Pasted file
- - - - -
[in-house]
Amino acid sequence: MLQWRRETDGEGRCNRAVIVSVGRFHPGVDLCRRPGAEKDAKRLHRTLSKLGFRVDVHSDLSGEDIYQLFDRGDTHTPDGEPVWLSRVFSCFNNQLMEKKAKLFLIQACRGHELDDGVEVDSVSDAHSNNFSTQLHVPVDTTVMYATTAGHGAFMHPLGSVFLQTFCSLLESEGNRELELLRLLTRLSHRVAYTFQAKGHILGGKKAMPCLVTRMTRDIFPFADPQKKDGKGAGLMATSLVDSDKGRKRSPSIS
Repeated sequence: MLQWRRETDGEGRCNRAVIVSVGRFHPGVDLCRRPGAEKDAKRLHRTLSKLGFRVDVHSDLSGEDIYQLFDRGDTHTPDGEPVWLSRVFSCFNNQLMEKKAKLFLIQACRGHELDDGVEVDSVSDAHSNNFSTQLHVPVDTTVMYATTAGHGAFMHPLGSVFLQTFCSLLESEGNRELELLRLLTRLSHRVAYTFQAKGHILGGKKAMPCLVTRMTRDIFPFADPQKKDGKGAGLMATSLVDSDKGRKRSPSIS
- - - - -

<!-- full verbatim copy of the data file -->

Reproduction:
[in-house]
Amino acid sequence: MLQWRRETDGEGRCNRAVIVSVGRFHPGVDLCRRPGAEKDAKRLHRTLSKLGFRVDVHSDLSGEDIYQLFDRGDTHTPDGEPVWLSRVFSCFNNQLMEKKAKLFLIQACRGHELDDGVEVDSVSDAHSNNFSTQLHVPVDTTVMYATTAGHGAFMHPLGSVFLQTFCSLLESEGNRELELLRLLTRLSHRVAYTFQAKGHILGGKKAMPCLVTRMTRDIFPFADPQKKDGKGAGLMATSLVDSDKGRKRSPSIS
Repeated sequence: MLQWRRETDGEGRCNRAVIVSVGRFHPGVDLCRRPGAEKDAKRLHRTLSKLGFRVDVHSDLSGEDIYQLFDRGDTHTPDGEPVWLSRVFSCFNNQLMEKKAKLFLIQACRGHELDDGVEVDSVSDAHSNNFSTQLHVPVDTTVMYATTAGHGAFMHPLGSVFLQTFCSLLESEGNRELELLRLLTRLSHRVAYTFQAKGHILGGKKAMPCLVTRMTRDIFPFADPQKKDGKGAGLMATSLVDSDKGRKRSPSIS